Guards: The Oooh Oooh Kids

NYC-via-Cali band Guards make sing-along songs that spring from the sounds of the ‘60s.

Tuneage // Cristina Black // 11/07/11
E-mail / Share / RSS


We’re a 45-minute subway ride removed from the stiletto-ed crowds cattling around runways at New York Fashion Week. We’re sitting at a hamburger stand at 86th Street and the boardwalk in Rockaway Beach, Queens. We’re eating fry after fry. We’re watching longboarders get up on waves that bounce off the adjacent jetty. This is FOAM’s end-of-summer shindig and its soundtrack is a glorious live set from what is now our new favorite band, Guards. As the sun droops down in the perfect sky on this September Friday afternoon, their soaring vocals, delayed guitar and ghostly Omnichord strums waft out over the Atlantic, a kind of requiem for summer 2011.

Guards is an oooh-oooh-oooh band. We figured that out when we copped their EP on Bandcamp earlier in the year. That’s not actually a real genre. It’s our designation for the way a bunch of bands we love get at ‘60s pop via ‘80s new wave, with long strains of lyric-less vocals, blended sweetly and maybe a little creepily with gobs of reverb, a Phil Spector thing on a smaller scale. Oberhofer is another perpetrator of the oooh-oooh-oooh sound, as are the Drums, Fleet Foxes and maybe even Arcade Fire at times. But perhaps Guards’ closest cousin is the meteorically popular duo Cults. Not coincidently, the two bands have shared members, and bloodlines. Guards mastermind Richie Follin and Cults singer Madeleine Follin are brother and sister. Richie Follin and Guards drummer Loren “Ted” Humphrey actually played in Cults for a while—they were also in another band together, Willowz—and the two bands spent a good chunk of this year touring together.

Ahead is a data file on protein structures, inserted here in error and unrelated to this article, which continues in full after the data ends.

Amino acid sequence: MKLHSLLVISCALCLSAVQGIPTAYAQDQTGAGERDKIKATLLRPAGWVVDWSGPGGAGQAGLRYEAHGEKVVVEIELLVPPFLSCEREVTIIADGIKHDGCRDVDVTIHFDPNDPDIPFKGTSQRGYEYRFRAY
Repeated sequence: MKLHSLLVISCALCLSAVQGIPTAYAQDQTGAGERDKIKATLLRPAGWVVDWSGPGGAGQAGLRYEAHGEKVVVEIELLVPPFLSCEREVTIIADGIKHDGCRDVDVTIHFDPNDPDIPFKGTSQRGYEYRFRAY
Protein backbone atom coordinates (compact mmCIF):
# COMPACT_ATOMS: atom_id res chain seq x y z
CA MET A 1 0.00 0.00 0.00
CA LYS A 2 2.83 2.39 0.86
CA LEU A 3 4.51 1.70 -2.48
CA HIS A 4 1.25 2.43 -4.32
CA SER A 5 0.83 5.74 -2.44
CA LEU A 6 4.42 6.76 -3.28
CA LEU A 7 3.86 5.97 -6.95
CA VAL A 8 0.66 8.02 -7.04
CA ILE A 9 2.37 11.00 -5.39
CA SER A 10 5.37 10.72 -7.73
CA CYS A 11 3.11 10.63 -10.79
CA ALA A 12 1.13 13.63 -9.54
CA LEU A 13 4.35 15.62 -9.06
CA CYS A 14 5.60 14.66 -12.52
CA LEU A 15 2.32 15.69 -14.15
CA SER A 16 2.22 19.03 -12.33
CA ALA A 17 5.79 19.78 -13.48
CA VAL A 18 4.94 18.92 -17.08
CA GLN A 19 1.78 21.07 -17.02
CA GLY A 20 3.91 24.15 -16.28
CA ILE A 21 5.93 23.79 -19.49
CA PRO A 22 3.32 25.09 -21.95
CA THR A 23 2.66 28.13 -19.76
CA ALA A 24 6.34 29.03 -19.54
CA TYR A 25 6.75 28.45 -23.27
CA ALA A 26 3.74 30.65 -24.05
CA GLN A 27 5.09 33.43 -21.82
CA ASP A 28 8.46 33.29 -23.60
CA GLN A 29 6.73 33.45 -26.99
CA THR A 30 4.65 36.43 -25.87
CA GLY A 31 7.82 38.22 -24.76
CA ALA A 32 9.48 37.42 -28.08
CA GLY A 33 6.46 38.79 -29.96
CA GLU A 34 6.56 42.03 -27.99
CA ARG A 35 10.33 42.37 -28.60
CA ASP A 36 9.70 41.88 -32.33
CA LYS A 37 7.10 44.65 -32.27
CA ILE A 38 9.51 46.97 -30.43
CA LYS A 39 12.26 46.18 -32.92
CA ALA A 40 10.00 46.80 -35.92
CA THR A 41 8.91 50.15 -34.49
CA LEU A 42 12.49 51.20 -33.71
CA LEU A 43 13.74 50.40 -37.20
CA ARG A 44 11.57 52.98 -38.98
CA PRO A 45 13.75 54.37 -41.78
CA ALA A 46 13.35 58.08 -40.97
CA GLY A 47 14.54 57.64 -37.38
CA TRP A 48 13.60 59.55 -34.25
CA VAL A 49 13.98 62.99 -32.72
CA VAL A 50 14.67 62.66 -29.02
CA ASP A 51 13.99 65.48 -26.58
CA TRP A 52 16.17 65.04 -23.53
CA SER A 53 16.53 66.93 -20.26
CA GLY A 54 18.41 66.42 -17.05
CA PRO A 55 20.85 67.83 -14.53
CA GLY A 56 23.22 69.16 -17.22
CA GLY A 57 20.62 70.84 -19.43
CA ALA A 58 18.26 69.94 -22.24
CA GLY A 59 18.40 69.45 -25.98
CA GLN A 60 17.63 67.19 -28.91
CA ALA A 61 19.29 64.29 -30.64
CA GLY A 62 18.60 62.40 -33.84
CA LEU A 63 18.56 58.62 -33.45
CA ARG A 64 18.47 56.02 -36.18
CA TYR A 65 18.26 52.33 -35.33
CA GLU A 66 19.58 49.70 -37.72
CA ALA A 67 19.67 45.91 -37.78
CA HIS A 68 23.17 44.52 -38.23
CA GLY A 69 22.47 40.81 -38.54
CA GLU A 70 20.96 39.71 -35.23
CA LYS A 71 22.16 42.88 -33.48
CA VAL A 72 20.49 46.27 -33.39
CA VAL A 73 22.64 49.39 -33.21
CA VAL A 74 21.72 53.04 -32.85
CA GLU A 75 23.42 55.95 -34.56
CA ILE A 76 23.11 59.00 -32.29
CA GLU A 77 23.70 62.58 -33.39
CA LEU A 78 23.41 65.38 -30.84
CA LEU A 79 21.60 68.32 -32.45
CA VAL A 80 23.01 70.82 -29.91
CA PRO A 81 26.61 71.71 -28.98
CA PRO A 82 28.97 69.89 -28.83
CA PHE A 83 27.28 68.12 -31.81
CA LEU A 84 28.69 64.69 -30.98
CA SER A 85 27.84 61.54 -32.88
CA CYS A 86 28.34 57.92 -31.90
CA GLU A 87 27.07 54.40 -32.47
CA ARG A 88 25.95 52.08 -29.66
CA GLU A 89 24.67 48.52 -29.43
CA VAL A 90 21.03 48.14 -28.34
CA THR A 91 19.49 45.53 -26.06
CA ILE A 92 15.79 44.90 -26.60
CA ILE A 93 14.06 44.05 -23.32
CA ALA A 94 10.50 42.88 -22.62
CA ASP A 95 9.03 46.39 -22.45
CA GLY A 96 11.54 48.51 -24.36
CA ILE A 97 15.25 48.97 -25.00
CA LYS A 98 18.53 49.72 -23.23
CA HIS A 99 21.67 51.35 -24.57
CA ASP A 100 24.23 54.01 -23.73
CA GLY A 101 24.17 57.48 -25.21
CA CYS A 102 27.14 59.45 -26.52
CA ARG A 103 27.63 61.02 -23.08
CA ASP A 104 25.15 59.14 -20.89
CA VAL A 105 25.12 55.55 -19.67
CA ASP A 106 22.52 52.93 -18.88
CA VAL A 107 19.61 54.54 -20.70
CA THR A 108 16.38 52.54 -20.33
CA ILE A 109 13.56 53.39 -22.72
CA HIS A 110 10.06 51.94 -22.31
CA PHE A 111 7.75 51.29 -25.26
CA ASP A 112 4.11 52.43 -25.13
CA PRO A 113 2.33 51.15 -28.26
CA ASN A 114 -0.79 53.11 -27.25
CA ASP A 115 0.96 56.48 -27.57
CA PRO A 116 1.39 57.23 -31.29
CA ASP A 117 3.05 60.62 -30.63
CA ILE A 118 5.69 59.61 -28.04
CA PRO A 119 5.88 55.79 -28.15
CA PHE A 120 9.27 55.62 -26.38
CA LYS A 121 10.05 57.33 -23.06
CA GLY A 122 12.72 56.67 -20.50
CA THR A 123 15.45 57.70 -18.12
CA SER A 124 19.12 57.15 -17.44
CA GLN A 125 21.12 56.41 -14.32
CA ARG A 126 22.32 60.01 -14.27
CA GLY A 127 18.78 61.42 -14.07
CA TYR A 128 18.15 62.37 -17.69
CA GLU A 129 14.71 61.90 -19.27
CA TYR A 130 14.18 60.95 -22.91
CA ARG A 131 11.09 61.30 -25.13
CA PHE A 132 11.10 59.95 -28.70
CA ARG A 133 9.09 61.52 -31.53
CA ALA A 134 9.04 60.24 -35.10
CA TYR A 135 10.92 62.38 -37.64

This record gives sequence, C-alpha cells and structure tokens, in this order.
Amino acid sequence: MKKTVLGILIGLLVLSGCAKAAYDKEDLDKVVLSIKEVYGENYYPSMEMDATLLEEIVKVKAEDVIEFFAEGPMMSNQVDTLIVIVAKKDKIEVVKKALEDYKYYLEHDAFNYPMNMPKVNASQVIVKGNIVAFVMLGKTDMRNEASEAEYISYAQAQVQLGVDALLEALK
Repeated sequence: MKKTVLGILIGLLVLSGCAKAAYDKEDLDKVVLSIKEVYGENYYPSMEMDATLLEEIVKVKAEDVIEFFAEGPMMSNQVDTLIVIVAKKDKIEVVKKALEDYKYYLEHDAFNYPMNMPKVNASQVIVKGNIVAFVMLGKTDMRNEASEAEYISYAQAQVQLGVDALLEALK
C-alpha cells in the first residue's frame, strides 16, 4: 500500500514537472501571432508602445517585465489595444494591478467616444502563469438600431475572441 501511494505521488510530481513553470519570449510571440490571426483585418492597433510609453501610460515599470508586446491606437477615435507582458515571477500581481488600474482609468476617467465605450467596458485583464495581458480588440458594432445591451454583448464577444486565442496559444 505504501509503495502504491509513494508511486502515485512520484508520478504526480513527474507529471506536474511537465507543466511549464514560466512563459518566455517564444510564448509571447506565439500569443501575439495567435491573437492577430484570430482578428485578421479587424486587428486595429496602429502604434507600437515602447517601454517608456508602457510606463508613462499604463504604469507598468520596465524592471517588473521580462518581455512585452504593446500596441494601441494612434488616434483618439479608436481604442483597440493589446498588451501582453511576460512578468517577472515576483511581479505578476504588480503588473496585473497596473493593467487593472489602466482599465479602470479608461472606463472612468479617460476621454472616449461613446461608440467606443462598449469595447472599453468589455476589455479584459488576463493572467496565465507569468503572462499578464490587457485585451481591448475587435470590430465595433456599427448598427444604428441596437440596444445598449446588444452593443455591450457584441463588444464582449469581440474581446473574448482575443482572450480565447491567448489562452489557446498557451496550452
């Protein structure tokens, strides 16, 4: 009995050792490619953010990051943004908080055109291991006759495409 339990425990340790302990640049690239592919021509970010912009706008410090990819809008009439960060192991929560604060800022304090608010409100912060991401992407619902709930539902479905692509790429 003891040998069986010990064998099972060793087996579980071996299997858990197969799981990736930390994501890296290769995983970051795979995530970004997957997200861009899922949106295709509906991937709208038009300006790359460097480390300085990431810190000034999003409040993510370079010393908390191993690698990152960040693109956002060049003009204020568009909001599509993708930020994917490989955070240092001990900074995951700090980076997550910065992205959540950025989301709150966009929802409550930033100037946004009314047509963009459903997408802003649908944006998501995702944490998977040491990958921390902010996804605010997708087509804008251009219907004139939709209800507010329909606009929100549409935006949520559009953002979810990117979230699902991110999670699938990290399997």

They’ll tell us all about it later, back in the city at a warehouse studio space in Williamsburg, Brooklyn, where Follin and Humphrey chill with band mates Kaylie Church and John Fredericks after our photo shoot. Native Californians and surfers all, they are apparently unanimous in their distaste for haircuts. “Whenever I would leave Supercuts, I remember being pissed off and putting my hat back on immediately,” says Follin, whose sister’s Rapunzel-like mane is coveted in indie fashion circles. The longhaired Guards kids ended up New Yorkers when Church was in school here and Follin, Humphrey and Fredericks came to make a record and never left. “We were all living at my mom’s one-bedroom apartment upstate for like a year,” says Follin.

Perhaps because of their long history as friends and musical collaborators—Follin and Fredericks even grew up in the same gated community in Encinitas—this band seems to work well together. Follin is the visionary and mastermind behind the band. Its earliest songs were bedroom recordings of his, and he wrote and produced almost all of the songs on the EP, plus a few stray singles and seven-inches, like the desperate sounding “Swimming After Dark.”

In addition to pumping out insanely catchy “pop-wave-doom” (their term), the band seems to have a ton of fun. During our conversation, Humphrey identifies himself as chief prankster. A long-time fixture on the SoCal music scene, he has plenty of experience effing with fellow musicians. (In a past life, he was a member of the pop-punk band Sack Lunch with surfer-musician Rob Machado, among several other SoCal outfits.) He has pictures on his phone of the gags he pulled on Cults while touring. In one case, he slathered slabs of toast with peanut butter and stuck them to the band’s van window in a smiley face pattern. At their Brooklyn show, he rallied members of Guards to take everything in Cults’ dressing room and build hanging sculptures with it. And in Chicago, he secretly coated Cults’ snare drum with baby powder, so the first hit produced a massive white cloud. “You could smell it all the way at the back of the club,” says Humphrey. He’s cracking up.

Humphrey is the only other member of the band who has co-written a track with Follin, “I See It Coming,” which began as an instrumental track Humphrey created for his other gig doing tunes for the skateboard company Element. “I basically just sang on top of what he had done,” Follin recalls. Probably Guards’ catchiest tune, it starts out gently with sleigh bells and acoustic guitar and culminates in an epic chorus. The lyrics? “Ooooh oh ooooh oh ooooh oh ooooh.”

Guards’ self-titled EP is available for free download now on Their debut full-length is due out in 2012.

Next Article

In the Curl

Stance Socks: Sock It To Me

Originally published in December 2011-January 2012

Add a Comment

You need to log in to comment on this article. No account? No problem!

Explore Foam